Last year Narendra Modi won an unusually strong majority in India’s parliamentary election. Modi subsequently visited the U.S. and was warmly welcomed by both the Obama administration and Indian-Americans.
Although ethnic Indians circled the globe as entrepreneurs and traders, the Delhi government turned dirigiste economics into a state religion. Mind-numbing bureaucracies, rules, and inefficiencies were legion.
Eventually modest reform came, but even half-hearted half-steps generated overwhelming political opposition. Last May the Hindu nationalist Bharatiya Janata Party, led by Modi, handed the venerable Congress Party its greatest defeat ever. He seemed poised to transform his nation economically.
As the anniversary of that visit approaches, the Modi dream is fading. He simply may not believe in a liberal free market.
Moreover, few reforms of significance have been implemented. The failures overshadow the Modi government’s successes and highlight its lost opportunities. Critics cite continuing outsize budget deficits and state direction of bank lending.
Former privatization minister Arun Shourie observed last December: “when all is said and done, more is said than done.” Unfortunately, Modi has missed the “honeymoon” period during which his political capital was at its greatest. Time is slipping away.
Indeed, Indian politics quickly began shifting back to business as usual. Modi has been forced to fend off charges of corruption and other misbehavior.
None of this is unusual by Indian standards, but voters are getting fed up. Disappointed Delhi voters gave a landslide victory to a new anti-corruption party in February.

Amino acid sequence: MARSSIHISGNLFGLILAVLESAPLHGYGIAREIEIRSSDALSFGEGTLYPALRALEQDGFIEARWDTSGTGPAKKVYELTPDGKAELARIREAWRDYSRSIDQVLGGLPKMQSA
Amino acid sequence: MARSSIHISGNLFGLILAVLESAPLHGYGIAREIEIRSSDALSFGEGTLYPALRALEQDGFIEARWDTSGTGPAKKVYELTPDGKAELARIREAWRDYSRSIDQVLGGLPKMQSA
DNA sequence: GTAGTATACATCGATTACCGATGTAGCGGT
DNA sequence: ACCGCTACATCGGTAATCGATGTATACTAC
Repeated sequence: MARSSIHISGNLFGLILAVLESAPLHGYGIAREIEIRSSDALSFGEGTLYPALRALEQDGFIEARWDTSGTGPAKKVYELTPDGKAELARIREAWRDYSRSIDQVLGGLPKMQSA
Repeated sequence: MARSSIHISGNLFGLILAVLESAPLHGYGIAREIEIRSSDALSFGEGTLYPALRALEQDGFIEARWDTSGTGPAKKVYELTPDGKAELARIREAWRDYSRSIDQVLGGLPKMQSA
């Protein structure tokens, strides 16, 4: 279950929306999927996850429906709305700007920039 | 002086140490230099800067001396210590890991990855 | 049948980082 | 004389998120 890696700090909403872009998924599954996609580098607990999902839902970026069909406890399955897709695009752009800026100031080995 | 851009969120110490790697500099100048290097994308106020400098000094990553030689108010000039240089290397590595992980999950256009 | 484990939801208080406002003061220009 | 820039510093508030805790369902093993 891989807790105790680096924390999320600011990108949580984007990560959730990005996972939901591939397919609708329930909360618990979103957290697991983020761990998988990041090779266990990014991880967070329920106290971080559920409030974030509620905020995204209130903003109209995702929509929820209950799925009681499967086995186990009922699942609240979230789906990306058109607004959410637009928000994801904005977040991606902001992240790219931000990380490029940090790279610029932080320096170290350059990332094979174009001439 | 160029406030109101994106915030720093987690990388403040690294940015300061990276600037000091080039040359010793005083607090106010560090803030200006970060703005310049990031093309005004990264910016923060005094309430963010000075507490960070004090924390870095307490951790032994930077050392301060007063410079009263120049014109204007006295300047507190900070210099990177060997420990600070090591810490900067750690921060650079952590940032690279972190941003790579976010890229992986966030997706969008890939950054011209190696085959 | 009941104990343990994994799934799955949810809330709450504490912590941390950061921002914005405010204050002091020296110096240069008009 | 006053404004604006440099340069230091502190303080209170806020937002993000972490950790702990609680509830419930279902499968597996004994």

Religious violence also is on the rise, largely instigated by Hindu extremists. While serving as Gujarat state’s chief minister, Modi was implicated in the 2002 riots which killed more than 1200 people, mostly Muslims. Since his election sectarian attacks are up, on Christians as well as Muslims.
Modi has not encouraged the rising violence, but his government has catered to Hindu nationalist sentiments. Only after an assault on a Christian school—the vast majority of whose students and teachers are Hindus—did he promise that his government would give “equal respect to all religions.”
Sectarian violence obviously harms innocent Indians. It also provides foreign investors another reason to go elsewhere.
Despite his disappointing economic record so far, Modi still has an opportunity to liberalize India’s economy. In upcoming years his party will take control of the appointive upper house, which has impeded some of his initiatives.
Argued Sadanand Dhume of the American Enterprise Institute, “in Gujarat, too, he started slowly, but ended up presiding over a long boom.” However, it is not enough for his government to tinker with nonessential reforms.
On Dhume’s to-do list are tax reform, privatization, subsidy cuts, and electricity restructuring, India also should limit government spending, liberalize its labor rules, simplify the visa process, modernize bankruptcy procedures, streamline legal processes, and strengthen private property rights.
As I point out on Forbes online: “India desperately needs strong growth for years, even decades, to move to the first rank of nations, as China has done. India has extraordinary potential. But for decades the Indian government has squandered its future.”
Despite the high hopes generated after the BJP’s dramatic victory, nothing has really changed. While growth has picked up in India, that improvement is not sustainable absent far more fundamental and comprehensive reform.
Without sustainable growth, India will not follow China’s example to build a competitive manufacturing sector, generate broad-based income growth, and create a new great power capable of influencing global affairs. Such reforms will not be easy, but making tough decisions presumably is why the Indian people elevated Modi.
Some people predict the 21st Century will be the Chinese century. It is more likely to be the Asian Century, at least if Narendra Modi takes advantage of his unique opportunity. Leading India into a better, more prosperous future obviously would benefit India and the Indian people. It also would benefit the rest of the world.